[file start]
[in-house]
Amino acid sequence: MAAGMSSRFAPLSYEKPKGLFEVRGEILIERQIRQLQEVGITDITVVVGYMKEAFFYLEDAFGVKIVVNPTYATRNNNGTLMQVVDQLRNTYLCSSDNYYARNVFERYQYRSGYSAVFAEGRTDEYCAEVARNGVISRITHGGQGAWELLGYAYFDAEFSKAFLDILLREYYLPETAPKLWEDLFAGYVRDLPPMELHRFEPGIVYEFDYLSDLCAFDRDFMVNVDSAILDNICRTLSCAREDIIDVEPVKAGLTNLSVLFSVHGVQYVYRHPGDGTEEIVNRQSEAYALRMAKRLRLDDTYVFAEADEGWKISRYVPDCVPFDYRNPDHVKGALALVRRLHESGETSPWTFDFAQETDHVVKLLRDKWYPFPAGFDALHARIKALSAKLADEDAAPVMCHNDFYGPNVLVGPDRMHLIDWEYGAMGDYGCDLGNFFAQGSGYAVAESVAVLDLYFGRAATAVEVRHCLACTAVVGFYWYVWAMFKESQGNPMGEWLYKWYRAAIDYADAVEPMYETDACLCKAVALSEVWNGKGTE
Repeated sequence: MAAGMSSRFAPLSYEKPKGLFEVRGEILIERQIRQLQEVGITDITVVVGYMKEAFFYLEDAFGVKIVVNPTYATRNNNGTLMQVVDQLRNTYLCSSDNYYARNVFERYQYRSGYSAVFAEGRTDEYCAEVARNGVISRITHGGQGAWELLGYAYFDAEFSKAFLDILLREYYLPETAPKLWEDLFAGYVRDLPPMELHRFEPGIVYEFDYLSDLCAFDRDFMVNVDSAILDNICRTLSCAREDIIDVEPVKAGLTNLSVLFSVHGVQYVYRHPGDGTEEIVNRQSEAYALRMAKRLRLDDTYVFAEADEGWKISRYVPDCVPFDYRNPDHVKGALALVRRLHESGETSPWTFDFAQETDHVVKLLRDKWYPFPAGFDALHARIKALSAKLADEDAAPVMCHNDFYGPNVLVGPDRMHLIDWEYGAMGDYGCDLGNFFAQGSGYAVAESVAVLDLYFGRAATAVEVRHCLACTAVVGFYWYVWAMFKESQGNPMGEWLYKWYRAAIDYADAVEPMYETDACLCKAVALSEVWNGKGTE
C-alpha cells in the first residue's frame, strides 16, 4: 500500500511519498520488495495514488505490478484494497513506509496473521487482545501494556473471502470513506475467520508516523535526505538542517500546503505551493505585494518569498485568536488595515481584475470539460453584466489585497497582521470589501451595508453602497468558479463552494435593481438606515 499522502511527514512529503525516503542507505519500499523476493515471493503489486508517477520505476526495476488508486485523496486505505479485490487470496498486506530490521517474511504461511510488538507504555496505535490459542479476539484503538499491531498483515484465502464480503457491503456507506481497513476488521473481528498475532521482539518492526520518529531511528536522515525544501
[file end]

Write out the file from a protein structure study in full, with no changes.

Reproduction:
[in-house]
Amino acid sequence: MAAGMSSRFAPLSYEKPKGLFEVRGEILIERQIRQLQEVGITDITVVVGYMKEAFFYLEDAFGVKIVVNPTYATRNNNGTLMQVVDQLRNTYLCSSDNYYARNVFERYQYRSGYSAVFAEGRTDEYCAEVARNGVISRITHGGQGAWELLGYAYFDAEFSKAFLDILLREYYLPETAPKLWEDLFAGYVRDLPPMELHRFEPGIVYEFDYLSDLCAFDRDFMVNVDSAILDNICRTLSCAREDIIDVEPVKAGLTNLSVLFSVHGVQYVYRHPGDGTEEIVNRQSEAYALRMAKRLRLDDTYVFAEADEGWKISRYVPDCVPFDYRNPDHVKGALALVRRLHESGETSPWTFDFAQETDHVVKLLRDKWYPFPAGFDALHARIKALSAKLADEDAAPVMCHNDFYGPNVLVGPDRMHLIDWEYGAMGDYGCDLGNFFAQGSGYAVAESVAVLDLYFGRAATAVEVRHCLACTAVVGFYWYVWAMFKESQGNPMGEWLYKWYRAAIDYADAVEPMYETDACLCKAVALSEVWNGKGTE
Repeated sequence: MAAGMSSRFAPLSYEKPKGLFEVRGEILIERQIRQLQEVGITDITVVVGYMKEAFFYLEDAFGVKIVVNPTYATRNNNGTLMQVVDQLRNTYLCSSDNYYARNVFERYQYRSGYSAVFAEGRTDEYCAEVARNGVISRITHGGQGAWELLGYAYFDAEFSKAFLDILLREYYLPETAPKLWEDLFAGYVRDLPPMELHRFEPGIVYEFDYLSDLCAFDRDFMVNVDSAILDNICRTLSCAREDIIDVEPVKAGLTNLSVLFSVHGVQYVYRHPGDGTEEIVNRQSEAYALRMAKRLRLDDTYVFAEADEGWKISRYVPDCVPFDYRNPDHVKGALALVRRLHESGETSPWTFDFAQETDHVVKLLRDKWYPFPAGFDALHARIKALSAKLADEDAAPVMCHNDFYGPNVLVGPDRMHLIDWEYGAMGDYGCDLGNFFAQGSGYAVAESVAVLDLYFGRAATAVEVRHCLACTAVVGFYWYVWAMFKESQGNPMGEWLYKWYRAAIDYADAVEPMYETDACLCKAVALSEVWNGKGTE
C-alpha cells in the first residue's frame, strides 16, 4: 500500500511519498520488495495514488505490478484494497513506509496473521487482545501494556473471502470513506475467520508516523535526505538542517500546503505551493505585494518569498485568536488595515481584475470539460453584466489585497497582521470589501451595508453602497468558479463552494435593481438606515 499522502511527514512529503525516503542507505519500499523476493515471493503489486508517477520505476526495476488508486485523496486505505479485490487470496498486506530490521517474511504461511510488538507504555496505535490459542479476539484503538499491531498483515484465502464480503457491503456507506481497513476488521473481528498475532521482539518492526520518529531511528536522515525544501